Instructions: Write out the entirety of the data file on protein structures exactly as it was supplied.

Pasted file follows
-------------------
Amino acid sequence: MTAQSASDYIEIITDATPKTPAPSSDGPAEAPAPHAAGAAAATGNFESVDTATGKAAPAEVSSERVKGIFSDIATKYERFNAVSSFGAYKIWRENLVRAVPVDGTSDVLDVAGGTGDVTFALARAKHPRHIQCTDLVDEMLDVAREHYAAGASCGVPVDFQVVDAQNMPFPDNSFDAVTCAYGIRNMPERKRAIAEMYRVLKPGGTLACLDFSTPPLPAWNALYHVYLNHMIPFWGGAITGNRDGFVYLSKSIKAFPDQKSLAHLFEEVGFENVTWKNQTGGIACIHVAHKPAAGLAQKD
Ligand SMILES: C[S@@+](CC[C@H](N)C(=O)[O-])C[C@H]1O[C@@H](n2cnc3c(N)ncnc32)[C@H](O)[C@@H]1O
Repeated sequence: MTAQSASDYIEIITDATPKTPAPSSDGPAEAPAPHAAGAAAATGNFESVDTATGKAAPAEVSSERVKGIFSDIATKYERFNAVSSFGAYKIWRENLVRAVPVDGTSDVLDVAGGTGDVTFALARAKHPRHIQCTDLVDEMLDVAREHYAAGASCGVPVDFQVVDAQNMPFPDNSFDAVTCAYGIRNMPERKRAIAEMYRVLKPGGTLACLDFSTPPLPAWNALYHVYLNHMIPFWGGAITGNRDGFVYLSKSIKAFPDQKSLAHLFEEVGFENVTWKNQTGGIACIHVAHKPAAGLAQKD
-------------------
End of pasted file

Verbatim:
Amino acid sequence: MTAQSASDYIEIITDATPKTPAPSSDGPAEAPAPHAAGAAAATGNFESVDTATGKAAPAEVSSERVKGIFSDIATKYERFNAVSSFGAYKIWRENLVRAVPVDGTSDVLDVAGGTGDVTFALARAKHPRHIQCTDLVDEMLDVAREHYAAGASCGVPVDFQVVDAQNMPFPDNSFDAVTCAYGIRNMPERKRAIAEMYRVLKPGGTLACLDFSTPPLPAWNALYHVYLNHMIPFWGGAITGNRDGFVYLSKSIKAFPDQKSLAHLFEEVGFENVTWKNQTGGIACIHVAHKPAAGLAQKD
Ligand SMILES: C[S@@+](CC[C@H](N)C(=O)[O-])C[C@H]1O[C@@H](n2cnc3c(N)ncnc32)[C@H](O)[C@@H]1O
Repeated sequence: MTAQSASDYIEIITDATPKTPAPSSDGPAEAPAPHAAGAAAATGNFESVDTATGKAAPAEVSSERVKGIFSDIATKYERFNAVSSFGAYKIWRENLVRAVPVDGTSDVLDVAGGTGDVTFALARAKHPRHIQCTDLVDEMLDVAREHYAAGASCGVPVDFQVVDAQNMPFPDNSFDAVTCAYGIRNMPERKRAIAEMYRVLKPGGTLACLDFSTPPLPAWNALYHVYLNHMIPFWGGAITGNRDGFVYLSKSIKAFPDQKSLAHLFEEVGFENVTWKNQTGGIACIHVAHKPAAGLAQKD